In Search of Toronto’s Most Beautiful Historic Buildings

Appreciating Toronto’s architectural legacy.

Toronto’s skyline has grown up, literally. Once a humble city with only a handful of skyscrapers, it has transformed into one of towering glass. But sitting gracefully in the shadows of these bustling behemoths are buildings that offer a nostalgic glimpse of a character-filled city.

While many of the city’s oldest buildings were inspired by designs found elsewhere in the British Empire, there were two distinctly Toronto architectural styles that are still visible today. Bay-and-gable houses, found primarily in the city’s oldest neighbourhoods, feature large bay windows usually covering more than half of the front of the home, surmounted by a gable roof. The other type is Annex homes, which were built for the city’s wealthiest residents and feature large, rounded Romanesque arches and Queen Anne-style decorative elements.



The Cathedral Church of St. James in Toronto


The oldest surviving building from the Town of York is Campbell House, built in 1822 and one of the few remaining examples of Georgian architecture in the city. In the mid-19th century, revival styles were popular. St. Lawrence Hall, built in 1850, is a beautiful Renaissance revival eye-catcher, while both St. James Cathedral (1853) and St. Michael’s Cathedral (1845-48) are Gothic revival masterpieces.

Osgoode Hall, built in stages throughout the mid-19th century, is an example of Palladian architecture, although it also has narrow and restrictive Victorian-style iron gates. It is a National Historic Site of Canada and currently home to the Law Society of Toronto.



Old City Hall


Excellent examples of Richardsonian Romanesque architecture, named after the famed American architect Henry Hobson Richardson, still dot the city. They include both Victoria College, built in 1892, and Wycliffe College (1902) on the University of Toronto campus, as well as Old City Hall, built in 1889-99 and once the largest civic building in North America, and Queen’s Park (1886-92), the red sandstone gem now housing the Ontario Legislative Assembly.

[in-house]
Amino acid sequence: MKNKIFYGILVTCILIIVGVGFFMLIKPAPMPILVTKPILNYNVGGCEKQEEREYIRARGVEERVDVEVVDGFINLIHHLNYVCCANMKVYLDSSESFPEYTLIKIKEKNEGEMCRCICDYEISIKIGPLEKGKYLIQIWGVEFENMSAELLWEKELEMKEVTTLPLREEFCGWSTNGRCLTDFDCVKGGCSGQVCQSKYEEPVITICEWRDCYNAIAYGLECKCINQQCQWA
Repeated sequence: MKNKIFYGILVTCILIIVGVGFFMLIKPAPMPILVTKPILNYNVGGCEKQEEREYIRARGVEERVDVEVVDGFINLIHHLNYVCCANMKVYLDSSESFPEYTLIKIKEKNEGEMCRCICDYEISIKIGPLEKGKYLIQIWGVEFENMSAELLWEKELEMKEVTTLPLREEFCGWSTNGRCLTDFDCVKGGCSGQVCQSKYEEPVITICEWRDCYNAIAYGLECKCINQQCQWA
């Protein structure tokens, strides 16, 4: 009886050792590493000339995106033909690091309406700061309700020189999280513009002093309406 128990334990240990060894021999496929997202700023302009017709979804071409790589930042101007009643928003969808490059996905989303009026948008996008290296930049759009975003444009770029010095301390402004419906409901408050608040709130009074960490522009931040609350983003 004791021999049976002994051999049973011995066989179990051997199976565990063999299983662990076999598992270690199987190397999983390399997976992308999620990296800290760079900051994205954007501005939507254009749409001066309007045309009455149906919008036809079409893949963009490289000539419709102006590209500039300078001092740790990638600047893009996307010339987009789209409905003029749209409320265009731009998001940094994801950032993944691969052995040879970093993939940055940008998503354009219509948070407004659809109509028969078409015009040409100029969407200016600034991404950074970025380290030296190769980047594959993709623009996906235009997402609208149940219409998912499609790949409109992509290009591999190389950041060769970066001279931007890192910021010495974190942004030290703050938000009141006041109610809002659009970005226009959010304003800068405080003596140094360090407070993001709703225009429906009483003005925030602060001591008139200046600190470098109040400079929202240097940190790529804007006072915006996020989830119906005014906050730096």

Osgoode Hall




Royal York Hotel


The present-day Hockey Hall of Fame, which was built in 1885 and was originally the head office of Bank of Montreal, is not only an example of rococo architecture but also of what beautiful restorations look like. Its Great Hall, capped with a 45-foot-high stained glass dome—the largest of its kind in Canada—depicts fruit and flowers, and bears emblems representing Canadian provinces and allegorical dragons guarding gold from eagles.



Casa Loma


In Old Toronto, the Gooderham Building, a.k.a. the Flatiron Building, combines Romanesque with French Gothic architecture and features a sandstone foundation and a copper roof. It was completed in 1892, and historians have debated whether it inspired the shape of New York’s Flatiron Building, which was completed a full decade later. The nearby Gooderham and Worts complex, now the Distillery Historic District, is one of the largest examples of Victorian industrial architecture in North America. Many of its 40 brick and stone buildings have been repurposed into eclectic restaurants, trendy cafés, and vibrant boutiques. And during the holidays, the District’s nostalgic setting gets amplified as it plays host to Toronto’s Christmas Market, attracting hundreds of thousands of visitors annually.

Moving into the 20th century, Casa Loma, once the residence of financier Sir Henry Pellatt, stands as one of North America’s true castles and Toronto’s only gothic revival castle-style mansion. Thanks to its architectural grandeur, this 1914 landmark on the hill is a popular filming location and wedding venue, and offers incredible skyline views.



The Distillery District


Built between 1914 and 27, and another National Historic Site of Canada, Union Station is Beaux-Arts style, inspired by the École des Beaux-Arts in Paris. It’s fronted by 22 equally spaced Roman Tuscan columns made from Bedford limestone, and the interior of the Great Hall features walls made of Zumbro stone from Missouri and Tennessee marble, as well as four-storey barrel-vaulted windows on its east and west walls. It is the largest of the great urban train stations built in Canada during the early 20th century. Another of Canada’s grand railway hotels, the Fairmont Royal York, a 28-storey, châteauesque-style building completed in 1929, was once the tallest building in the British Empire.